As part of its mission to supply the food that is distributed by its network of emergency and community food programs to New Yorkers in need, the Food Bank supports and promotes the development of improved nutrition for New Yorkers at risk of hunger. Indeed, we view the very issue of hunger to be one of the gravest health concerns faced by New York City residents and would very much welcome the opportunity to spend more time in dialogue about long-term solutions to the problem. In the meantime, I wish to encourage reconsideration of the plan to implement the proposed trans fat ban at soup kitchens, bearing in mind the following concerns:
- Although the Food Bank supplies most of the food to the emergency food system in New York City, it only controls the purchasing for 8.5 percent of the total food distributed. The majority of food in the New York City emergency food system comes from outside of the city and state. While the City's EFAP will likely be in compliance with the ban, it only accounts for less than one-fifth of the total food distributed by the Food Bank. The USDA emergency food program (TEFAP) accounts for most of the government funded food in the system and will not be governed by the proposed ban. Similarly, reliance on donated food, which currently accounts for one-third of total distribution, is increasing and is the likeliest source of food containing trans fat.
- The Food Bank cannot turn away any food donations, as donations are typically provided in mixed allocations, and donated food is both the source of the most nutritious and the least nutritious food entering the emergency food system. Turning away donated food would result in less access to healthy, fresh food for low-income New Yorkers.
- Although soup kitchens provide prepared meals to members of the general public, they are not business ventures. Rather, due to limited operational budgets, they are heavily reliant on volunteers and do not have the capacity and/or control to monitor labels or change their operations in the manner and time period the trans fat ban proposal requires.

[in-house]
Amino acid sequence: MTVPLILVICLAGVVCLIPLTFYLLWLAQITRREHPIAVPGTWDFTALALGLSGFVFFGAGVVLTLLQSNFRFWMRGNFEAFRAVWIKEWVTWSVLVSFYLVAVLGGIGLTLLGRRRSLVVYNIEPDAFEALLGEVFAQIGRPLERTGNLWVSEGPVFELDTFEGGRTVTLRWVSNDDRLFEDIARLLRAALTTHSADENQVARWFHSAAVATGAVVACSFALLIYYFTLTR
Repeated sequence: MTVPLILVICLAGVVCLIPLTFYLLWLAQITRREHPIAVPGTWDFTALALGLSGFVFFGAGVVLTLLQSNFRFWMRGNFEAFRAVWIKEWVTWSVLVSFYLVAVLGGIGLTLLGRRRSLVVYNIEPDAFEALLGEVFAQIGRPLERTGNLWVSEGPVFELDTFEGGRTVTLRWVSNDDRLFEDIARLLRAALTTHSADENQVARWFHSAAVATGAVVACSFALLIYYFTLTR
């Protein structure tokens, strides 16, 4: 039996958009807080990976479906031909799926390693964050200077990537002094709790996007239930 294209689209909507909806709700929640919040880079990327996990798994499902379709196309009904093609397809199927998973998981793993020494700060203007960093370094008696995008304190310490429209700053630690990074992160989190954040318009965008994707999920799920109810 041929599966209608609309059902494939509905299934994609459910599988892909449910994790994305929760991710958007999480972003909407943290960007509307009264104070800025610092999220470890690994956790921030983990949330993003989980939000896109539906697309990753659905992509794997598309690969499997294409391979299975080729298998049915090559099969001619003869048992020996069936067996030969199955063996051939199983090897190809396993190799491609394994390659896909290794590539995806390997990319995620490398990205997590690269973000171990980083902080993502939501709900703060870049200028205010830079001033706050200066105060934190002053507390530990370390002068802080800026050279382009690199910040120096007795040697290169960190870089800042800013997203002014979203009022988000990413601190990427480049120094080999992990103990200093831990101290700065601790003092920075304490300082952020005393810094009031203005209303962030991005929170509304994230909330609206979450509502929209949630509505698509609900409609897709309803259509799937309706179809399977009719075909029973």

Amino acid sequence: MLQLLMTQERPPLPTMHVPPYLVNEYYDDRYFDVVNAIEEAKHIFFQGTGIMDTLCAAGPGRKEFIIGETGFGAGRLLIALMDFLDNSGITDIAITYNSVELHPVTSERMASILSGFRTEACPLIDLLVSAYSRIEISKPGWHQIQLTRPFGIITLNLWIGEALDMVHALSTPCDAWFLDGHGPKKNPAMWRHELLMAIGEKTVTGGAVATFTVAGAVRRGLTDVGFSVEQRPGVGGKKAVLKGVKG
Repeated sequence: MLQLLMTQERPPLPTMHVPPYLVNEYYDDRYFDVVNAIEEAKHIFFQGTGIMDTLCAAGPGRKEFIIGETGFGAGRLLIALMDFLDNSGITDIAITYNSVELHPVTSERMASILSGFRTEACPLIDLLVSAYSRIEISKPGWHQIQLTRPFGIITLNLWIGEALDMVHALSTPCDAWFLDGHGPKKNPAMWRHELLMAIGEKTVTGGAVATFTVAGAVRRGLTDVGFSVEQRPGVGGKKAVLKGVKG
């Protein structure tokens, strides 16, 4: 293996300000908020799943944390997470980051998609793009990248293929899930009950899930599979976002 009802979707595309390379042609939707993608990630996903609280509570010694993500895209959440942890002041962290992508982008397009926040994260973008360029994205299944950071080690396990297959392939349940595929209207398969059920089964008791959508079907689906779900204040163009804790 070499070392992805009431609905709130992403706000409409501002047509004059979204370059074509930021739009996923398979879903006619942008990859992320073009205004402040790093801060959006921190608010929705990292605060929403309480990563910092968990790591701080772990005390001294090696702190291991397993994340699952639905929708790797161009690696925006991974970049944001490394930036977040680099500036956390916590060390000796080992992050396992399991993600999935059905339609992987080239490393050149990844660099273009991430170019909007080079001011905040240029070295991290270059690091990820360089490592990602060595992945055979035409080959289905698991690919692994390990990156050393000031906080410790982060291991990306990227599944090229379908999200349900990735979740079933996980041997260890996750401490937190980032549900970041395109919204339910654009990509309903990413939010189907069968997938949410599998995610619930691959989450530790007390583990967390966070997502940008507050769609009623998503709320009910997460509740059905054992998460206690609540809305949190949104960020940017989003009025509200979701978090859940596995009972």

- Through network education and training as well as the development of strong relationships with donors the Food Bank has significantly increased the availability of nutritious, fresh food for New Yorkers at risk of hunger. Implementation of the trans fat ban as described by the proposal could result in an increase of food containing trans fat entering the emergency food system, particularly toward the end of the grace period, thereby serving as a set-back to the nutritional education and improvement work currently being conducted within the emergency food program network in the city.
- Further, it is of some concern that the trans fat ban is too small a measure to adequately address the health needs of New Yorkers at risk of hunger and may in fact detract from the numerous, pressing health-related matters that should be addressed, not the very least of which are an insufficient supply of emergency food to meet existing demand and lack of access to healthy, nutritious food in low-income communities. We encourage a broader focus that would address the need to develop government funding to increase the supply of fresh food in the emergency food system and increase the number of green markets and retail establishments providing healthy food choices in low-income neighborhoods.
In closing I again thank you for the opportunity to share this testimony today, and I invite more detailed discussion of the concerns and recommendations therein, and particularly encourage consideration of a mechanism that would allow for the extra hardship incurred by soup kitchens.
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 Hunger Safety Net 2004: Measuring Gaps in Food Assistance in New York City. (2004). Food Bank For New York City/Food Policy Institute, Rutgers University.